1950's teenage hairstyles

Written by karen nehama
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1950's teenage hairstyles
Old yearbooks tell a lot about fashion of the day. (Comstock Images/Comstock/Getty Images)

If you have ever looked at pictures of students in a high school yearbook, you know how easy it is to tell what decade the students are posing in. Pupils from the 1930s and 1940s were somewhat sombre looking, with hairstyles closely resembling those of adults, while the word "hippie" comes to mind when looking at pictures of teens in the 1960s. Teenage hairstyles in the 1950s are also easily identified due to haircuts, hair products used and design.

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Big Bangs

A large, rolling wave at the top front of a teen boy's hair was worn best by Elvis Presley. Many teenage boys copied his casual and daring hairstyle. Known as a pompadour, this haircut was long on the top so it could be pushed up high, where it was held steadfast with the use of hair grease or styling cream.

D.A. or Duck Tail

Another haircut popular with teen boys in the 1950s was the "D.A.," also known as the "duck tail." Hair styled in this fashion was shorter in the front and longer in the back, so hair could be shaped into two halves on either side of the back of the head, creating two waves that met in the middle, resembling the backside of a duck's tail feathers. Heavy use of pomades, hair grease or styling cream were needed for the duck tail hairstyle.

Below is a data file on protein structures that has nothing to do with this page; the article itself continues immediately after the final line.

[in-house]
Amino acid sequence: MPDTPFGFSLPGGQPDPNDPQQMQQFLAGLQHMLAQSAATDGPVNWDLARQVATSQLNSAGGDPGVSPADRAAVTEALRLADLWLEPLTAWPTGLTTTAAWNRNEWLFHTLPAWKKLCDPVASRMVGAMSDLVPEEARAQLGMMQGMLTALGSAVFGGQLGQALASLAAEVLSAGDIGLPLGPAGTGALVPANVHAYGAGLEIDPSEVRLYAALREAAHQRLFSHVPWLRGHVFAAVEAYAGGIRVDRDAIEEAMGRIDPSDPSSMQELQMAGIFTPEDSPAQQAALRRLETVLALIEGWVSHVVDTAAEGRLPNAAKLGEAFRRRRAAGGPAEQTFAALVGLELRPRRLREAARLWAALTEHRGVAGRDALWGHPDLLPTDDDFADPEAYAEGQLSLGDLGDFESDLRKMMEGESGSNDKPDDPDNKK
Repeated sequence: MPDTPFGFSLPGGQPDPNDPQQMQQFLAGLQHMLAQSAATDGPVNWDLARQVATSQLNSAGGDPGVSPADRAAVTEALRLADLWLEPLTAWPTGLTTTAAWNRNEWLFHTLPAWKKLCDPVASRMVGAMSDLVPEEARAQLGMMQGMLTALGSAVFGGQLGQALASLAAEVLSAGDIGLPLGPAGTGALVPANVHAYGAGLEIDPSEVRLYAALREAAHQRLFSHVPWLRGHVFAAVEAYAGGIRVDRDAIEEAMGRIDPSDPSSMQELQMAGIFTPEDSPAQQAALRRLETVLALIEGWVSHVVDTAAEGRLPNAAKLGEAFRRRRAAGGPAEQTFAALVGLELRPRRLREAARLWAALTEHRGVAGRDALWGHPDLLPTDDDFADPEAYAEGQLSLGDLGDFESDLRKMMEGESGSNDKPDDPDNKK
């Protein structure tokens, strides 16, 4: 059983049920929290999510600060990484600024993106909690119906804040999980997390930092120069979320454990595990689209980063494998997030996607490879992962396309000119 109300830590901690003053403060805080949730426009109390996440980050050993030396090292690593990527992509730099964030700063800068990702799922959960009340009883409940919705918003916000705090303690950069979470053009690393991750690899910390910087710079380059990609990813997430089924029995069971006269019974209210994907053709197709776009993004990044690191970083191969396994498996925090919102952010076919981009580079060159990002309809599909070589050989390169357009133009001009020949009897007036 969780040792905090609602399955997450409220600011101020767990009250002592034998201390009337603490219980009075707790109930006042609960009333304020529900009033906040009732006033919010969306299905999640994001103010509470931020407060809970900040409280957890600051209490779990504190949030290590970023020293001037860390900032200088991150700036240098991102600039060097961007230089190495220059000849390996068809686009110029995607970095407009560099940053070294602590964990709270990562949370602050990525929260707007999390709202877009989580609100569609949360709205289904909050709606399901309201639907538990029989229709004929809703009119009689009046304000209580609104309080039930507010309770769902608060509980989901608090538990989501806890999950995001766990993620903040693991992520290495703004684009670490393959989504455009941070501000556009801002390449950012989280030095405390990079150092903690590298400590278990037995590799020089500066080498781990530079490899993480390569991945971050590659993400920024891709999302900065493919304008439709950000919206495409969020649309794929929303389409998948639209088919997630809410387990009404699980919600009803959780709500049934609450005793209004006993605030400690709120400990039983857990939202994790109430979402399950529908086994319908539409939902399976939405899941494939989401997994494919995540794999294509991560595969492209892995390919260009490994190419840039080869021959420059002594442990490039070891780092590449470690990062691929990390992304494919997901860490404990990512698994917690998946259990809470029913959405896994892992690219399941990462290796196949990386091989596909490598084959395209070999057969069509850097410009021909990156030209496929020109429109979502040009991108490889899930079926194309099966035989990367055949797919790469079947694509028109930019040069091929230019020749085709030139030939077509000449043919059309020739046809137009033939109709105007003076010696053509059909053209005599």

1950's teenage hairstyles
Duck tail feathers were used as a hairstyle inspiration. (Jupiterimages/Photos.com/Getty Images)

Carefree and Fun

For teen girls, the 1950s was the decade of the ponytail. While adult women were wearing "updos" and curly, short hair that required permanents (think "I Love Lucy"), ponytails were easy to make and fun to wear. Hair was gathered high at the back of the head and secured with a stretchy ponytail hair accessory. Girls dressed up their ponytails by tying chiffon scarves around them to match their outfits.

1950's teenage hairstyles
Ponytails are easy to create. (Jupiterimages/Goodshoot/Getty Images)

Rollers and Pin Curls

If a teenage girl did not have her hair up in a ponytail, it was worn down. Hair during the 1950s was generally kept short to medium-length. When girls wanted to get "dressed up," they used rollers and pin curls to create wavy, curly hair. A hair gel was applied to small sections of hair before the roller or pin curl was added. Because this was before the days of hand-held hair dryers, girls slept in their rollers or pin curls through the night and took the rollers out in the morning. Although sleeping on rollers undoubtedly led to a poor night of sleep, such was the price of beauty for teenage girls in the 1950s.

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